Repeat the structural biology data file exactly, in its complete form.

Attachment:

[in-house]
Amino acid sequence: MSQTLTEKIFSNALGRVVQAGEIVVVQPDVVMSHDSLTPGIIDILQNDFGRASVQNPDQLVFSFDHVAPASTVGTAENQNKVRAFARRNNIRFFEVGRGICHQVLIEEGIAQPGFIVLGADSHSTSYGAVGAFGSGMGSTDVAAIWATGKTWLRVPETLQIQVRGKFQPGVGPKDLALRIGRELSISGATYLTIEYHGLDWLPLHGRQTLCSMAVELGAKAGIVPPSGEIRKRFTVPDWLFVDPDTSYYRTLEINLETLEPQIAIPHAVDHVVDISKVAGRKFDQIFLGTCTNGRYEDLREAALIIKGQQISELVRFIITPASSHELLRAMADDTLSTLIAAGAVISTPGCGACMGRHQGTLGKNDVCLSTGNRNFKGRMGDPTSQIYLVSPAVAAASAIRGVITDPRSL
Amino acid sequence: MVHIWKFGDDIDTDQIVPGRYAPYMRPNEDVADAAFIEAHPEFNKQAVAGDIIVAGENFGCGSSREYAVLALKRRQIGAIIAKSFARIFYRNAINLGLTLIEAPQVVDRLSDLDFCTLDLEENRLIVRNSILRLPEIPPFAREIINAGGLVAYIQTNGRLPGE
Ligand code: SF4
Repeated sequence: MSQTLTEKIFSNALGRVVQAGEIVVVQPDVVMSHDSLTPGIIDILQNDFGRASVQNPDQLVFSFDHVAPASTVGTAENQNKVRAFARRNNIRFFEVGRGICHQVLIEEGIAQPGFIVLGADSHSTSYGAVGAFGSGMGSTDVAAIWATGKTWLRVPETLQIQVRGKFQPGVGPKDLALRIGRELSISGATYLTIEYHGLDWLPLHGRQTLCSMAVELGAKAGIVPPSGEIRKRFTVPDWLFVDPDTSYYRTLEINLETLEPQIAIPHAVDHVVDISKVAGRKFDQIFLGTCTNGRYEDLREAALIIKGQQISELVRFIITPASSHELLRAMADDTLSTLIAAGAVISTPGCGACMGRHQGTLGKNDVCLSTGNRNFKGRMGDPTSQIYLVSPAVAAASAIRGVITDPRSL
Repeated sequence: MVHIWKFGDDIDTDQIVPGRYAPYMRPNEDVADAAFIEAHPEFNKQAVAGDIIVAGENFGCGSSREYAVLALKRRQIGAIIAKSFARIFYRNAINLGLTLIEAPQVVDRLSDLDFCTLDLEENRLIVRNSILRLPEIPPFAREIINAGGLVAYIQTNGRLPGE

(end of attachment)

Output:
[in-house]
Amino acid sequence: MSQTLTEKIFSNALGRVVQAGEIVVVQPDVVMSHDSLTPGIIDILQNDFGRASVQNPDQLVFSFDHVAPASTVGTAENQNKVRAFARRNNIRFFEVGRGICHQVLIEEGIAQPGFIVLGADSHSTSYGAVGAFGSGMGSTDVAAIWATGKTWLRVPETLQIQVRGKFQPGVGPKDLALRIGRELSISGATYLTIEYHGLDWLPLHGRQTLCSMAVELGAKAGIVPPSGEIRKRFTVPDWLFVDPDTSYYRTLEINLETLEPQIAIPHAVDHVVDISKVAGRKFDQIFLGTCTNGRYEDLREAALIIKGQQISELVRFIITPASSHELLRAMADDTLSTLIAAGAVISTPGCGACMGRHQGTLGKNDVCLSTGNRNFKGRMGDPTSQIYLVSPAVAAASAIRGVITDPRSL
Amino acid sequence: MVHIWKFGDDIDTDQIVPGRYAPYMRPNEDVADAAFIEAHPEFNKQAVAGDIIVAGENFGCGSSREYAVLALKRRQIGAIIAKSFARIFYRNAINLGLTLIEAPQVVDRLSDLDFCTLDLEENRLIVRNSILRLPEIPPFAREIINAGGLVAYIQTNGRLPGE
Ligand code: SF4
Repeated sequence: MSQTLTEKIFSNALGRVVQAGEIVVVQPDVVMSHDSLTPGIIDILQNDFGRASVQNPDQLVFSFDHVAPASTVGTAENQNKVRAFARRNNIRFFEVGRGICHQVLIEEGIAQPGFIVLGADSHSTSYGAVGAFGSGMGSTDVAAIWATGKTWLRVPETLQIQVRGKFQPGVGPKDLALRIGRELSISGATYLTIEYHGLDWLPLHGRQTLCSMAVELGAKAGIVPPSGEIRKRFTVPDWLFVDPDTSYYRTLEINLETLEPQIAIPHAVDHVVDISKVAGRKFDQIFLGTCTNGRYEDLREAALIIKGQQISELVRFIITPASSHELLRAMADDTLSTLIAAGAVISTPGCGACMGRHQGTLGKNDVCLSTGNRNFKGRMGDPTSQIYLVSPAVAAASAIRGVITDPRSL
Repeated sequence: MVHIWKFGDDIDTDQIVPGRYAPYMRPNEDVADAAFIEAHPEFNKQAVAGDIIVAGENFGCGSSREYAVLALKRRQIGAIIAKSFARIFYRNAINLGLTLIEAPQVVDRLSDLDFCTLDLEENRLIVRNSILRLPEIPPFAREIINAGGLVAYIQTNGRLPGE